Despite so, I still took one picture of lala for you to endure from Takeshita Doori - a girl holding posters promoting their stuffs at a junction.
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Lucky thing that it was only some moderate level of lala-ism.
Takeshita Dori is the symbol of Harajuku and birthplace of many of Japan's fashion trends. It is a narrow, roughly 400 meter long street lined by shops, boutiques, cafes and fast food outlets targeting Tokyo's teenagers. There was a shop along this street in which I thought it was a shop operated by a Malaysian when I notice its catchy signboard.
"ANAP MIMPI", or did they mean "RANAP MIMPI"?
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Add an R in front and you will have wrecked dreams.

However, Harajuku is not only about teenage culture and shopping. Meiji Shrine, one of Tokyo's major shrines, is located just west of the railway tracks in a large green oasis. It was an accidental discovery for me to actually come across this shrine while I was walking around the area. I never knew it was a shrine until I read the signboard in front of the entrance.
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Torii (entrance gate)
of Meiji Shrine.
The shrine is located in the middle of a wooded park area. It is an uncommon thing to see an area surrounded by so many trees when you are in metropolitan like Tokyo bacause you would have expected yourself to see high-rise skycrapers in the middle of the city.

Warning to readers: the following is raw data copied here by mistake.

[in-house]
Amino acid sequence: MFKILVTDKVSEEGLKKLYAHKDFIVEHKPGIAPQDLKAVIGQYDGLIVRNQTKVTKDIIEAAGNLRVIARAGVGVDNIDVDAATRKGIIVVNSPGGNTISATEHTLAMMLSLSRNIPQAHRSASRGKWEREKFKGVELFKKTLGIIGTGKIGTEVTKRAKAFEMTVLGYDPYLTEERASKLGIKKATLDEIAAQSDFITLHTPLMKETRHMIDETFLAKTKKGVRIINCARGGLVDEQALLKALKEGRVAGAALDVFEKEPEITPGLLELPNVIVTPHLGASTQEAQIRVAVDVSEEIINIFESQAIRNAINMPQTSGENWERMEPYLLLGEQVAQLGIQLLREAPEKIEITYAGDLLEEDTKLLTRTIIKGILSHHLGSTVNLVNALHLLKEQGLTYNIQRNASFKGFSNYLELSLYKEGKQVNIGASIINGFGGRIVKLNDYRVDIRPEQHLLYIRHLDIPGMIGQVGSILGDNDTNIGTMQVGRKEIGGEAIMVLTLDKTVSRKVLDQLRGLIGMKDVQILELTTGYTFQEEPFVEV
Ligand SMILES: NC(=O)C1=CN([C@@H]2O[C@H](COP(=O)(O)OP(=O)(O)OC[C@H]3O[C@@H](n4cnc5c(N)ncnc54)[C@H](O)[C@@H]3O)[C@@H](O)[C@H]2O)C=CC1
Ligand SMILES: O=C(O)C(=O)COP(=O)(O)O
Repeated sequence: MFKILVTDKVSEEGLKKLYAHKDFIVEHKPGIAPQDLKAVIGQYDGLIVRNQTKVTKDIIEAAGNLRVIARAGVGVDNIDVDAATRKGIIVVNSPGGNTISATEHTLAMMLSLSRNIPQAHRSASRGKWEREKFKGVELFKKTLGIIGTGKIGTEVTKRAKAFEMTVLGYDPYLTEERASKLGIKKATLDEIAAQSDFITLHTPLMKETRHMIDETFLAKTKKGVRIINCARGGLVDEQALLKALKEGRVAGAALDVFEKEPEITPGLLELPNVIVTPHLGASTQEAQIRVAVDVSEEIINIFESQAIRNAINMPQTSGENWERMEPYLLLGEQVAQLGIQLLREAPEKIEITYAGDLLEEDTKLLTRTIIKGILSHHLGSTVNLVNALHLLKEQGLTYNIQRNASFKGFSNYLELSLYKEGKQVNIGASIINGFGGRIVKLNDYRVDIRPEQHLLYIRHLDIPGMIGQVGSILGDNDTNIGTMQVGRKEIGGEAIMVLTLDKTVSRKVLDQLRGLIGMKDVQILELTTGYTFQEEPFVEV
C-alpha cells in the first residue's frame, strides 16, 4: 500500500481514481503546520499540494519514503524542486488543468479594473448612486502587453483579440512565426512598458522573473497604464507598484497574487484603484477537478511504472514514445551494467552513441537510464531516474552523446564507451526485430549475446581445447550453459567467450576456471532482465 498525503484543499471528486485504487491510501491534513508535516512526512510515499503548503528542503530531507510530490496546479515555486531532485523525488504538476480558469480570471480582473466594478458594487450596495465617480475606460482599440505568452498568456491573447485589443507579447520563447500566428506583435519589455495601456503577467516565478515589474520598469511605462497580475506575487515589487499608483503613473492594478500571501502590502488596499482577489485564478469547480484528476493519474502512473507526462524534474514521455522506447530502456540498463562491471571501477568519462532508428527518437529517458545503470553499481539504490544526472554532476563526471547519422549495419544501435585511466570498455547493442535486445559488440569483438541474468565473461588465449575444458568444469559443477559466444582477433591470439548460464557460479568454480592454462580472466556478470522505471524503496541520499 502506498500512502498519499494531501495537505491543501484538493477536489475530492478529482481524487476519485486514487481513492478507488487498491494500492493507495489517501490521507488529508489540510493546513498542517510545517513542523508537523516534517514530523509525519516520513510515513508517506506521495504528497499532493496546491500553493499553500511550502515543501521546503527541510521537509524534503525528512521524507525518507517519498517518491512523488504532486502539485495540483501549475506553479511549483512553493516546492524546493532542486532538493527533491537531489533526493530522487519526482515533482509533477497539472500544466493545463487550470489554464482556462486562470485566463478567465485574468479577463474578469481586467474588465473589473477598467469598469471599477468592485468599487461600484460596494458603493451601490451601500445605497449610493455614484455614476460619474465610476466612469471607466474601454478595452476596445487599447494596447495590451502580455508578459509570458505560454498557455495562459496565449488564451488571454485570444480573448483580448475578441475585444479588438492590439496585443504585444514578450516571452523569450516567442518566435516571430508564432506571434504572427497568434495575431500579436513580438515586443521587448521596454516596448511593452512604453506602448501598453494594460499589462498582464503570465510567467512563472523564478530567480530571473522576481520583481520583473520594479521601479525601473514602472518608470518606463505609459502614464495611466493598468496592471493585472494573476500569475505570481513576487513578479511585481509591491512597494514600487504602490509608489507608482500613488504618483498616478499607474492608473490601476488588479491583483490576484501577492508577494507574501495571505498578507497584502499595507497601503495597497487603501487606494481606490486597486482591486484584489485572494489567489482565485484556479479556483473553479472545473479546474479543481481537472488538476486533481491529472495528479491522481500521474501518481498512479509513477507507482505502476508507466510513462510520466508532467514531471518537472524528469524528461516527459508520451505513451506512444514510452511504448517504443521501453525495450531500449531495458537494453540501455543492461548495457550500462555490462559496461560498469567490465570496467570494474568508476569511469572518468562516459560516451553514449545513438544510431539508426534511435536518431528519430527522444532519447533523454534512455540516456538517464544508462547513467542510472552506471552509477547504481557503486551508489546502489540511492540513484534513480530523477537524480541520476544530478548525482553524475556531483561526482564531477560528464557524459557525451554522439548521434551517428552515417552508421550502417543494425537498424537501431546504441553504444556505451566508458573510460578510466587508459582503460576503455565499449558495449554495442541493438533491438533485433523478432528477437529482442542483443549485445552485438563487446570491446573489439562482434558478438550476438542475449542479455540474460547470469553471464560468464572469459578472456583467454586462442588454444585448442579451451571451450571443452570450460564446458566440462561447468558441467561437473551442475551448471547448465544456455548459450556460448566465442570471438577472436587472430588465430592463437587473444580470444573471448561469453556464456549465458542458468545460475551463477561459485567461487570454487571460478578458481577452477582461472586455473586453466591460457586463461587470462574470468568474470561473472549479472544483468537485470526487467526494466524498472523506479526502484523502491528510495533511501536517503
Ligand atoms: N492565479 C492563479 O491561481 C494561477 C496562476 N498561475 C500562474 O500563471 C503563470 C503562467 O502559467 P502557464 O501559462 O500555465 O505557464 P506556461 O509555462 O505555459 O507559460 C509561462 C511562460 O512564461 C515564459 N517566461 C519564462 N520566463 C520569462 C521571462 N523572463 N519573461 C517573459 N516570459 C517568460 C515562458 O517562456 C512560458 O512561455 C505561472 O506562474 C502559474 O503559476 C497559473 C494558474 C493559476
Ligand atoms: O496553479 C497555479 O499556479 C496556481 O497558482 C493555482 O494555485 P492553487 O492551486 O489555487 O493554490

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Walking along the trails towards the shrine, while breathing the fresh air just took away my tiredness from my journey I endured for the past several hours in the train. It offered some refreshing atmosphere and I felt rejuvenated again.
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At some point when I was walking towards the main shrine located in the middle of the park, there were rows of Japanese sake and imported French wines, at both sides of the pathway. The Japanese sake were placed on the right side;
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While on the left, there were several barrels of wines to be consecrated at the shrine, offered by the celebrated wineries of Bourgogne in France.
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This explaination signboard placed just next to those barrels of wines should provide full details on the sake and wine there, which I don't think anyone will be reading it though. I didn't bother to read it too, to be honest.